Steve Orlando has written some of the biggest heroes in the DC Universe, and now he prepares to continue that record with more adventures of Wonder Woman. But before we renew the earth-shattering events, we pull back with a tale that spans the past and future, and asks, can one person really make a difference? Wonder Woman #51 from DC Comics is in stores now.

Wonder Woman #51 ReviewWonder Woman #51

Writer: Steve Orlando
Illustrated: Laura Braga
Colorist: Romulo Fajardo, Jr.
Letterer: Saida Temofonte
Cover Art: Stanley “Artgerm” Lau
Variant Cover: Jenny Frison
Publisher: DC Comics
Cover Price: $3.99

Previously in Wonder Woman: Wonder Woman has been through a lot recently, the battles with the Dark Gods, upon which everything was at stake, ending only with the loss of her brother Jason as part of the appeasement of those gods. However, Wonder Woman is not defined only by the earthshaking battles where she uses her physical powers to conquer her foes, sometimes she does more good with an open heart and an outstretched hand.


The story begins in Wonder Woman #28, when Diana faced the speedster/assassin known as Mayfly. That battle ended with the villain being defeated, as many do, but in this particular case, we get to see more of the story. We move forward to the present day and Moon Robinson, aka Mayfly, is incarcerated at the Slabside Prison in Antarctica. She gets a surprise visit from the woman responsible for putting her there and it is clear she is not over her defeat. She tells Wonder Woman of her childhood, intent on making it clear that they have nothing in common, but she only succeeds in giving Diana a base to build future visits on. On the second visit, Diana enters Moon’s cell and is struck by a mirror. On the third, she takes a chair to the Amazon. The fourth, the fifth, the sixth, all these visits start with Moon Robinson attacking her visitor while Wonder Woman lets her work out her anger with no retribution. By the seventh visit, there is nothing in the room but a pair of chairs and the two women have a sit-down discussion. Diana opens up and admits that killing Moon in battle would have been the easiest choice, the weakest, but that visiting her was the hard way. The two finally settle in and have an honest talk.

And the talks continue. A year from the beginning of the visits, Diana arrives in a formal gown and cape, having come directly from the U.N. because she had told Moon that she would be there. Diana, Princess of the Amazons, has decided that keeping her promise to visit Moon Robinson, speedster villain, was more important than anything else on her agenda. So the visits continue and the talks grow more productive. Not everyone at The Slab is happy about Wonder Woman’s attention to this inmate, and before long, conflict arises that threaten to set back all the good work which had been done.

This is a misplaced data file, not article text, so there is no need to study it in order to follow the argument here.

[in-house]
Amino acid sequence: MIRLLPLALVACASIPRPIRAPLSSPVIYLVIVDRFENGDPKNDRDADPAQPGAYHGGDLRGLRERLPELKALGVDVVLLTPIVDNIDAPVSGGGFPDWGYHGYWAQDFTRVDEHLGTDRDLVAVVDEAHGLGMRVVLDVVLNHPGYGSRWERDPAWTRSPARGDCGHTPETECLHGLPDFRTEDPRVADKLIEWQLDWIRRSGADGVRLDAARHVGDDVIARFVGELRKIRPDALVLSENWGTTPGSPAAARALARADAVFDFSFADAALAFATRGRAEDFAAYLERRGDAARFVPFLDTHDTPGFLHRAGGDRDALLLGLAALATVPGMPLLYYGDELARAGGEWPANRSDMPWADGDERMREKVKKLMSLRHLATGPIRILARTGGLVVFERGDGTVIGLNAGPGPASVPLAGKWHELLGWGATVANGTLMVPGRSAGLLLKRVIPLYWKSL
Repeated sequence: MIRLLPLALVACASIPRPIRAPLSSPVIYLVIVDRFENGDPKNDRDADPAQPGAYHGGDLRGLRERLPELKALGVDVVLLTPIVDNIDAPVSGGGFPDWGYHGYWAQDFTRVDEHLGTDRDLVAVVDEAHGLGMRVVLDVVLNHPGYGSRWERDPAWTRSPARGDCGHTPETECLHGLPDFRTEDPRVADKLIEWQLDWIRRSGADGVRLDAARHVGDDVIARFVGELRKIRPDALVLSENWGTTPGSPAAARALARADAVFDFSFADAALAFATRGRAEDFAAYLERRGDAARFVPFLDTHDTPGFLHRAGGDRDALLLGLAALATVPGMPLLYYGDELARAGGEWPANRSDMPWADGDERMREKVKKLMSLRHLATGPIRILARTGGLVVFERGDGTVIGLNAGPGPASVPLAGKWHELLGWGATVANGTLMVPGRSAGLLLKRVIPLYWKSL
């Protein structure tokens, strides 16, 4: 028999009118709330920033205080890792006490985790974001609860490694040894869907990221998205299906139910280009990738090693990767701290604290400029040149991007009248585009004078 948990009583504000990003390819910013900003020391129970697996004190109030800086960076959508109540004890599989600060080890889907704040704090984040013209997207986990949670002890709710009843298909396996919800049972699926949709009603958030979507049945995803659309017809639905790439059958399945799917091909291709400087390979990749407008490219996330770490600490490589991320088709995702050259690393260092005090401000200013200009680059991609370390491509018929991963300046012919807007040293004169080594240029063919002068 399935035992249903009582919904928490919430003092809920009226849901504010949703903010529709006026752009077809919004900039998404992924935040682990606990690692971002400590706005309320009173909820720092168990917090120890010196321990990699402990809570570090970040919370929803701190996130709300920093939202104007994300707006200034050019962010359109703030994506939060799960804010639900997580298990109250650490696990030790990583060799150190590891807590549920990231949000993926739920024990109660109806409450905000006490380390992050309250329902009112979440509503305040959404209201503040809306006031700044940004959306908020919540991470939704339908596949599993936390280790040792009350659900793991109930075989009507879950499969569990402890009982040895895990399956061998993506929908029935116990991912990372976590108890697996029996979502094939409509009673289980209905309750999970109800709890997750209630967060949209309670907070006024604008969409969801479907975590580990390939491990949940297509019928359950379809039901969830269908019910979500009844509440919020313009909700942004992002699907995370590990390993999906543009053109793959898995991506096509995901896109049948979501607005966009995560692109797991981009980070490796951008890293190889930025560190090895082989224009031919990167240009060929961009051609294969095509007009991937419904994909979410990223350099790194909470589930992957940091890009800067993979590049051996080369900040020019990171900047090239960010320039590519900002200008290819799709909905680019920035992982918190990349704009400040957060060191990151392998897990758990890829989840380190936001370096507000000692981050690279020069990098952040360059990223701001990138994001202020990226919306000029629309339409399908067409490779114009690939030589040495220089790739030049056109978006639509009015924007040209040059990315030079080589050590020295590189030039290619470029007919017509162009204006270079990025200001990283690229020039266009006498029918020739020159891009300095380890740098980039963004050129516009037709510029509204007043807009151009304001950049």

Steve Orlando (Supergirl, Justice League of America) has written some of the most action-packed stories in the DC Universe. He takes on characters and shows you sides that other writers sometimes miss and this issue of Wonder Woman is no exception.  Diana took on her mission to “Man’s World” to make a difference, to show how things don’t have to be. This is often overshadowed by the big, arching stories that play up her warrior side and focus less on her diplomatic abilities. This is an exception. Orlando shows us a Wonder Woman who is focusing on a single person, helping her fellow sister as a sort of metahuman counselor. Gandhi was quoted as saying, “In a gentle way, you can shake the world.” Orlando allows Mayfly to slowly open up to Diana, to realize that there is no personal agenda on her visits and in the process she discovers the deep-rooted issues that led to her imprisonment. The story doesn’t preach to her or the reader, it lets you discover it. This is, in many ways, the core of Wonder Woman.

The artwork of Laura Braga (DC Bombshells, Witchblade) is a treat. She draws a Wonder Woman who is not sexualized and looks as if you could actually exist in the real world. She uses a unique technique with her panel construction, placing heavy black lines around the panels and varying the panels to fit the flow of the words. I have no proof, but it feels that the boundaries which Moon has placed on herself are mirrored in the thick black panel lines. On a more basic level, we are treated to Wonder Woman in a variety of outfits. I counted at least six versions of her costume, and some of them are now my new favorites.


This story is a nice pallet cleanser before we jump into a new story arc, but it also may have hints at future plans. Orlando’s pages give hints of events which have not happened yet, either outright or through subtle storytelling. It is a much more elegant way to say, “Hey, here is some stories I have on the horizon.” than to simply spew out a few action panels at the end of the book.  The issue leaves me wanting to see Mayfly again and I hope that she finds room in the DC and is not simply swept under the rug.


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About Author

Back in February of 2008, Stacy Baugher wrote his first article for Major Spoilers and started a solid run of work that would last for over two years. He wrote the first series of Comic Casting Couch articles as well as multiple Golden Age Hero Histories, reviews and commentaries. After taking a hiatus from all things fandom he has returned to the Major Spoilers fold. He can currently be found on his blog, , were he post progress on his fiction work as well as his photography and life in general, and on Twitter under the handle @stacybaugher . If you're of a mind, he also takes on all comers with the under the Xbox Live Gamertag, Lost Hours. He currently lives in Clinton, Mississippi with his understanding wife, and two kids.

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